PHILADELPHIA – A discovery hearing has been set in the case of a Philadelphia man who accused four companies of poisoning him with methyl bromide pesticides three years ago, companies that are attempting to dismiss these claims of reckless behavior and punitive damages with prejudice.

Said hearing is set for March 27 for Courtroom 646 at Philadelphia City Hall, at which plaintiff Jonathan Olszewski will be seeking to obtain unredacted claims log and email documents from Adams Expediting, Inc., in the furtherance of his own case.

Olszewski had been granted a motion to receive documents from the defendant last October, but found them redacted and now seeks to receive the unedited information.

Olszewski initially filed suit on Feb. 15, 2017 in the Philadelphia County Court of Common Pleas, versus Adams Expediting, Inc. of Philadelphia, Royal Fumigation, Inc. and Royal Pest Control, Inc. both of New Castle, Del., and Royal Pest Management of PA, Inc., in Kemblesville.

“Plaintiff came into contact with the methyl bromide containing pesticides complained about herein at all three of the Adams Expediting, Inc. locations. During the month of March of 2015, plaintiff worked a significant amount of hours at the Delaware and New Jersey locations and was working in close proximity to the methyl bromide containing pesticides. Furthermore, during the several months prior to March of 2015, plaintiff had worked strenuous amounts of hours at the Delaware and New Jersey locations, which often consisted of 15-hour shifts with no days off,” the complaint details.

“On or about March 9, 2015, after having worked approximately 23 days straight without a day off and numerous hours per day, plaintiff began experiencing severe blurry vision, and an unsteady gait. Upon returning home, he essentially collapsed and was taken to the emergency room and examined and diagnosed with diabetes,” the complaint adds.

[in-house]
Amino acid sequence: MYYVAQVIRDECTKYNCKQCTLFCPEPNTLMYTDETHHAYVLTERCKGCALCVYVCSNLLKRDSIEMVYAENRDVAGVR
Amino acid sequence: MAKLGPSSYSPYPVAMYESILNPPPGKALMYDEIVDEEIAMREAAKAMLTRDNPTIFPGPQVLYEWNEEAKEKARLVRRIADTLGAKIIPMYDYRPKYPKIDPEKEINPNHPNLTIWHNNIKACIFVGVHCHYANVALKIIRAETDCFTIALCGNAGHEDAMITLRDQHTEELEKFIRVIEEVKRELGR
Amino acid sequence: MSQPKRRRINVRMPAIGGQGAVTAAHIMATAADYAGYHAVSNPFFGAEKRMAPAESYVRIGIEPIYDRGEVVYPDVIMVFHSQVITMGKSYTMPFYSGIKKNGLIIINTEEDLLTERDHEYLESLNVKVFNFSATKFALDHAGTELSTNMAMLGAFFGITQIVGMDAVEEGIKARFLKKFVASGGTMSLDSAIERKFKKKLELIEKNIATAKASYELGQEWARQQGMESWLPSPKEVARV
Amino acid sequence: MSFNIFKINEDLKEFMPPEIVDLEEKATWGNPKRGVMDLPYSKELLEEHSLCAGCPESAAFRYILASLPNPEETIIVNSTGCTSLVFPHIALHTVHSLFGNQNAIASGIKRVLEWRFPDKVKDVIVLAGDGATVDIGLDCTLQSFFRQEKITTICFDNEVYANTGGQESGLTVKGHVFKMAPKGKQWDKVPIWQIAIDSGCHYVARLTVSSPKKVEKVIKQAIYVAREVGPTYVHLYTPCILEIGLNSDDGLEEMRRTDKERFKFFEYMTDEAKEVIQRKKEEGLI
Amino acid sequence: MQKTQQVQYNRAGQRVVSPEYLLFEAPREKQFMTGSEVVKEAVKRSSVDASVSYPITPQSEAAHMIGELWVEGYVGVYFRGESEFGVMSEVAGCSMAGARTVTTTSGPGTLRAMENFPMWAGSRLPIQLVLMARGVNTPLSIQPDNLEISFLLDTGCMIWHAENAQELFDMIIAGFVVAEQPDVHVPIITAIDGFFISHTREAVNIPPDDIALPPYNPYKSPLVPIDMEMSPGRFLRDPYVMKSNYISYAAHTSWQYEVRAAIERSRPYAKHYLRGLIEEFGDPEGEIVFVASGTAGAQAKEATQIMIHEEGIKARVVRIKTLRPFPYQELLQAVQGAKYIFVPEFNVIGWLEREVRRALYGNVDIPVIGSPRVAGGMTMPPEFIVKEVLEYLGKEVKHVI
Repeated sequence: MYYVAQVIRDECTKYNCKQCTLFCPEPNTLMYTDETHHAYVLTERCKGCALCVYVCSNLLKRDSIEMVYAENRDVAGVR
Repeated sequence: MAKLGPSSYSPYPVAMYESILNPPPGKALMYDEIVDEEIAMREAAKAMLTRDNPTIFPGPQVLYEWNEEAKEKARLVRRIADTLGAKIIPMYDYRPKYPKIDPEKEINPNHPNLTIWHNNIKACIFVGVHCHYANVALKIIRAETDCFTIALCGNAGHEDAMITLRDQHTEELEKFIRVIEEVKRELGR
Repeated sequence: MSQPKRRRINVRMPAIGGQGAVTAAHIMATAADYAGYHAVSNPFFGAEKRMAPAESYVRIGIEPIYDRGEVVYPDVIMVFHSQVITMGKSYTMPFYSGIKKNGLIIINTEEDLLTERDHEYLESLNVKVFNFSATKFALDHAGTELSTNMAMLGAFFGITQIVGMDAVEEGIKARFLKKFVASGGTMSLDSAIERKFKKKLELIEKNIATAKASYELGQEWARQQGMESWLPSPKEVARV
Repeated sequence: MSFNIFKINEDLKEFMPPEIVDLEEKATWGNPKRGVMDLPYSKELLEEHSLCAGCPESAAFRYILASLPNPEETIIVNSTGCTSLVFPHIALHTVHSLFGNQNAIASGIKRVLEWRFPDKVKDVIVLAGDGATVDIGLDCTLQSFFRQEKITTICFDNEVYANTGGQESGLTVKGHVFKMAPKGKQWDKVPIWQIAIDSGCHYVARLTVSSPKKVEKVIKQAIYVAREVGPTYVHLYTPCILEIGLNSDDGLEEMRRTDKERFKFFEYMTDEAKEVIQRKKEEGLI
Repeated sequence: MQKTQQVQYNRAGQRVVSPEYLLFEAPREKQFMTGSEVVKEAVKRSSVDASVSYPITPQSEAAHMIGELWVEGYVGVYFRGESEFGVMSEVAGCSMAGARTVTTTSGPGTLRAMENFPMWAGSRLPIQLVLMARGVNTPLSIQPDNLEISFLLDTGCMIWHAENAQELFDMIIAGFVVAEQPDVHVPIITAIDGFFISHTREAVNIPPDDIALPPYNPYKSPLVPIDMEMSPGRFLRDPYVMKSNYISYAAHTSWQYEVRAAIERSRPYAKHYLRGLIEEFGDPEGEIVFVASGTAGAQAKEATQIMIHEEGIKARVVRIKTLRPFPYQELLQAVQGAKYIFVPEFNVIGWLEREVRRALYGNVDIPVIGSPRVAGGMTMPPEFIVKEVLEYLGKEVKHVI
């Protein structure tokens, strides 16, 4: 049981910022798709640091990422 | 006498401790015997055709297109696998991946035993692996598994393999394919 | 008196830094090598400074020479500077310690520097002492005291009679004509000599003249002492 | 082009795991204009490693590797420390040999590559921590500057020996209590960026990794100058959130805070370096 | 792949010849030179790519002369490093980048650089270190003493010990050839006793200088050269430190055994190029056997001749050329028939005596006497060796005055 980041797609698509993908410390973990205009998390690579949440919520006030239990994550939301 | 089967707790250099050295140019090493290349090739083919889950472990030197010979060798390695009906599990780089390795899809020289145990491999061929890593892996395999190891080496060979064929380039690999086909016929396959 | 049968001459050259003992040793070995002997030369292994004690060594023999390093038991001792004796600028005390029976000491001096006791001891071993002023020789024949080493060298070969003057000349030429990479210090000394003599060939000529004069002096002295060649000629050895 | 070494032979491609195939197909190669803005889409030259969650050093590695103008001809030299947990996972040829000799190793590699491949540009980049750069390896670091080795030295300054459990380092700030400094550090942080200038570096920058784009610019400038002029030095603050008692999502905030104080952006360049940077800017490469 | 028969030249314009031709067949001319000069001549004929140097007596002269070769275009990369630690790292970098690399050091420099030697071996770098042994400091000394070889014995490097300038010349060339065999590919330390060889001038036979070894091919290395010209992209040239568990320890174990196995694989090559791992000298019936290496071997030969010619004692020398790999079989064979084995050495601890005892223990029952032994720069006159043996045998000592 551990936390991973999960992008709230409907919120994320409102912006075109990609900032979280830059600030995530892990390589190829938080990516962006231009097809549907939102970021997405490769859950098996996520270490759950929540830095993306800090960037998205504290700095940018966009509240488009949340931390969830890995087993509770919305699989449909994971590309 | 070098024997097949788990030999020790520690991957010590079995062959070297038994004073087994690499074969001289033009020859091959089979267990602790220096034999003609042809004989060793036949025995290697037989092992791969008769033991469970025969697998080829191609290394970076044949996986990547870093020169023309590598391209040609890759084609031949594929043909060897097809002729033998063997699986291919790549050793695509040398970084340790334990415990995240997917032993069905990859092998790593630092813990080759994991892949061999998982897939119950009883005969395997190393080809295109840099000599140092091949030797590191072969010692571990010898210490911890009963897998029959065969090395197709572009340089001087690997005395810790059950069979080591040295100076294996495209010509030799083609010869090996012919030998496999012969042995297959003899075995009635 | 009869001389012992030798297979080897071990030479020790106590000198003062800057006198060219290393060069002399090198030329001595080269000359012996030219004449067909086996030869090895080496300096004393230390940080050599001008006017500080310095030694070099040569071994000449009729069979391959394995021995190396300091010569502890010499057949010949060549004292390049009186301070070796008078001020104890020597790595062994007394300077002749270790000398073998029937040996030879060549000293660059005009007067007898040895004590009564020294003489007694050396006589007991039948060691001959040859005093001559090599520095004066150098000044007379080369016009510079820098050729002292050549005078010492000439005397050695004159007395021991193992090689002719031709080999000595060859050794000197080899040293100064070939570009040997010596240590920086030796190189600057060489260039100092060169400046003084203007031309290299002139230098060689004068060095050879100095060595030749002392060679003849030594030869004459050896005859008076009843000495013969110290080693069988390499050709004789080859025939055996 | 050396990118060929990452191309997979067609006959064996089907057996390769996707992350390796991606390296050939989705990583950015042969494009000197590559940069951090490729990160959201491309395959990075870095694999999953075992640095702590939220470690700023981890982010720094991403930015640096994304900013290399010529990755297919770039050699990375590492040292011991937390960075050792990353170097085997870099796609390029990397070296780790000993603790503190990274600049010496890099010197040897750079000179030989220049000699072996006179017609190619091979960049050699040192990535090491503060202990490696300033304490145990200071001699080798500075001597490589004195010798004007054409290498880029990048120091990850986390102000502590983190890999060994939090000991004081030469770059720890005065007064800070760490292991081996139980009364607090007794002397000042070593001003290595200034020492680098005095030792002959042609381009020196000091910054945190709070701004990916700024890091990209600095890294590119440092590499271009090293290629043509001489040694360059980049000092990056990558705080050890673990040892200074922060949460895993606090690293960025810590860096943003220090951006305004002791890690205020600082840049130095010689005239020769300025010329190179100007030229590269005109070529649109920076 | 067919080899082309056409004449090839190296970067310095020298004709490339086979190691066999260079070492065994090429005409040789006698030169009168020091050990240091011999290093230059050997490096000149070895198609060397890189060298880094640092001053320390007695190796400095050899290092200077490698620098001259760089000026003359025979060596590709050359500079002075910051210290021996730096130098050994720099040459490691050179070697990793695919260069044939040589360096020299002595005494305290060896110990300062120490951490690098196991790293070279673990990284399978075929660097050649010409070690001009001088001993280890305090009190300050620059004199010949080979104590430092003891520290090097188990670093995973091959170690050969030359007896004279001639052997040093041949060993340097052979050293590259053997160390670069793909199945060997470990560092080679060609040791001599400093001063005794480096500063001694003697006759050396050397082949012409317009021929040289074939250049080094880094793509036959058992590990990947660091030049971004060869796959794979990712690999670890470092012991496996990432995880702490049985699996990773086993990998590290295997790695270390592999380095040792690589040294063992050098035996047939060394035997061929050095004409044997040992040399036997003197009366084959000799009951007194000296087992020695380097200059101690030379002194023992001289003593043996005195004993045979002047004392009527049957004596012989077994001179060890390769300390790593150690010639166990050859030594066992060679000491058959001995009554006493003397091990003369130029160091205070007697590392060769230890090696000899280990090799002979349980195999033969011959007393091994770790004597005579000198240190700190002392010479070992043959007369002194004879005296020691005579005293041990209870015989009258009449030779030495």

The plaintiff attempted to work through the conditions, but would later go on to suffer a psychotic breakdown in June 2015, requiring hospitalization at Pennsylvania Hospital’s in-patient psychiatric and treated with medication.

The plaintiff says the defendants’ negligence caused him injuries such as extreme anxiety, sleepiness, hallucinations, paranoia and psychotic delusions, eye damage, ataxia, neuropathy and severe toxic metabolic encephalopathy, in addition to depression, psychosis, breakdowns and permanent disability.

On April 12, 2017, defense counsel Jared B. Shafer filed a motion of preliminary objections to dismiss Jonathan Olszewski’s aforementioned claims against Adams Expediting, Inc., on the premises that the claims were precluded by workers’ compensation law in both Pennsylvania and New Jersey, and were not pled with substantive evidence.

“Under Pennsylvania law, a plaintiff’s injuries are compensable exclusively under the Pennsylvania Workers’ Compensation Act. As such, employees are precluded from suing their employers for work-related injuries. Further, when the Pennsylvania Workers’ Compensation Act applies to a work place injury claim, Pennsylvania Courts lack subject matter jurisdiction to adjudicate any tort claim against the employer at issue pertaining to the cause of that injury,” Shafer said, contending those stipulations did not apply to the instant case and the ones the plaintiff made under New Jersey law were insufficient.

“As plaintiff is surely aware from his long history of employment with Adams, Adams has no interaction with the pesticide methyl bromide,” Shafer stated.

Shafer also believed Olszewski did not provide sufficient evidence the company acted outrageously.

“Plaintiff has not cited any conduct that rises beyond the level of negligence,” Shafer said in the motion. “The averments set forth against defendant Adams amount to nothing more than negligence, which are clearly insufficient under Pennsylvania case law to support a claim for punitive damages.”

Shafer added the plaintiff’s complaint is “completely devoid of any facts which would support a finding that defendant Adams conduct was sufficient to justify an award of punitive damages, as the complaint merely alleges acts/omissions that amount to nothing more than negligence” and factually insufficient.

For counts of strict product liability – design defect, negligence, negligent design, fraud, misrepresentation and suppression, constructive fraud, breach of express and implied warranties and workplace safety intentional tort, the plaintiff is seeking damages in excess of $50,000, including compensatory, punitive and delay damages plus costs.

The plaintiff is represented by Nicholas L. Palazzo of DeFino Law Associates, in Philadelphia.

The defendant is represented by Lisa M. Grandner and Ernest J. Bernabei III of Pillinger Miller Tarallo, plus Shafer and Walter H. Swayze III of Segal McCambridge Singer & Mahoney, all also in Philadelphia.

Philadelphia County Court of Common Pleas case 170203552

From the Pennsylvania Record: Reach Courts Reporter Nicholas Malfitano at

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